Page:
The race is on as to where the first genetically modified (GM) organisms will be released into the environment in the United States.
Florida came close last year with a plan to release GM mosquitoes from the company Oxitec to combat viral infections such as dengue, Zika, and chikungunya. However, the plan was foiled when a "no" vote from one area's constituents, Key Haven, put the plan on hold for a few more years.
The release of GM organisms is not limited to mosquitoes or warm climates, however. In fact, New York is well on its way to release GM diamondback moths (Plutella xylostella) in an effort to keep its crops safe from destruction. If it happens, this will be the first release of GM organisms in the United States.
The permit application for a field trial was submitted by a team at Cornell University. This week, a statement released by the United States Department of Agriculture (USDA) Animal and Plant Health Inspection Service (APHIS) included the final environmental assessment. In it, they state that the level of risk to the environment or human health as stated in their finding of no significant impact is such (very little to none) that a field trial will, indeed, be granted.
The diamondback moth costs farmers billions of dollars as one of the leading pests of agriculture. It is actually not the adult moths, but, the larval stage of the caterpillar that eats the plants. This non-native pest eats mostly cabbage, cauliflower, and broccoli and has become resistant to insecticides (both organic and non-organic.) The release of Oxitec's GM diamondback moths would reduce the population of diamondback moths.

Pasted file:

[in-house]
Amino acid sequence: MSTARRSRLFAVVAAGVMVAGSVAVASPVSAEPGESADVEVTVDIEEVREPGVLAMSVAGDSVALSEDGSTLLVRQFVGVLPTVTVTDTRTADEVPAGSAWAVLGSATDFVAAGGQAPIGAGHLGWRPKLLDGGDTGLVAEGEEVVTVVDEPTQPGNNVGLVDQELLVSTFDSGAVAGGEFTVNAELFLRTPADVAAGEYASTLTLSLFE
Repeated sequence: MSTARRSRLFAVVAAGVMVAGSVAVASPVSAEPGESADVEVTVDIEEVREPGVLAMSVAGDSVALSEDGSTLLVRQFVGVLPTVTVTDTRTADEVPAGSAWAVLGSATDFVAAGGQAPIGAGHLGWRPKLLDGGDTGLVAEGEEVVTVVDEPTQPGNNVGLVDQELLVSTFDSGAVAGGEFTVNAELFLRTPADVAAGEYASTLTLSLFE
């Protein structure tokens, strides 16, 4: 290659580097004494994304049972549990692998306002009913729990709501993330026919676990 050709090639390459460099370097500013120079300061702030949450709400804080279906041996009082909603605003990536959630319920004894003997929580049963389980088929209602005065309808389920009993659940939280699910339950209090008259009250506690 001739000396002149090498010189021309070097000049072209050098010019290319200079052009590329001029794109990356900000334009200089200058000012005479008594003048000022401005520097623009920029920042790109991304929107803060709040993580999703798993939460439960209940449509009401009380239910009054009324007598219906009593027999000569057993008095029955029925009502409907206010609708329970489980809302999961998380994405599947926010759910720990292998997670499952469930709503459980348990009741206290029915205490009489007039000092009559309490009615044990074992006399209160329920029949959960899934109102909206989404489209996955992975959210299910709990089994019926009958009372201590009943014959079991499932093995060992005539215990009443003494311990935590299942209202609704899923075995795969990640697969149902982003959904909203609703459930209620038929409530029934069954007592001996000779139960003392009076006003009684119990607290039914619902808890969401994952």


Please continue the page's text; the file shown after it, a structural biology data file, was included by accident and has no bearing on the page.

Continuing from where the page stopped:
The permit allows for the release of up to 30,000 moths per week over several months. The idea is to release adult male moths that have been genetically engineered so that, after mating with females, the female offspring (caterpillars) that are produced fail to survive. Over time, this results in substantially less female moths. Because the male moths only mate with females from their own species, there is no risk to other species. Also, there is no long-term persistence of the genes in the environment as the diamondback moth has a lifespan 12 and 16 days, once the GM insects die out, their genes do not persist in the environment.
We should remember that this is a field trial - a test so to speak. It is stated that "The purpose of the field release is to assess the feasibility and efficacy of these moths in reducing populations of diamondback moth, a known plant pest and serious threat to agriculture."
But, prior data suggest that this will be effective and we know that it is feasible. Now, all that we have to do is to convince the public that genetically engineered organisms are a safe, efficient, pesticide-free way to help farmers keep more of their crops and money. No small task, indeed.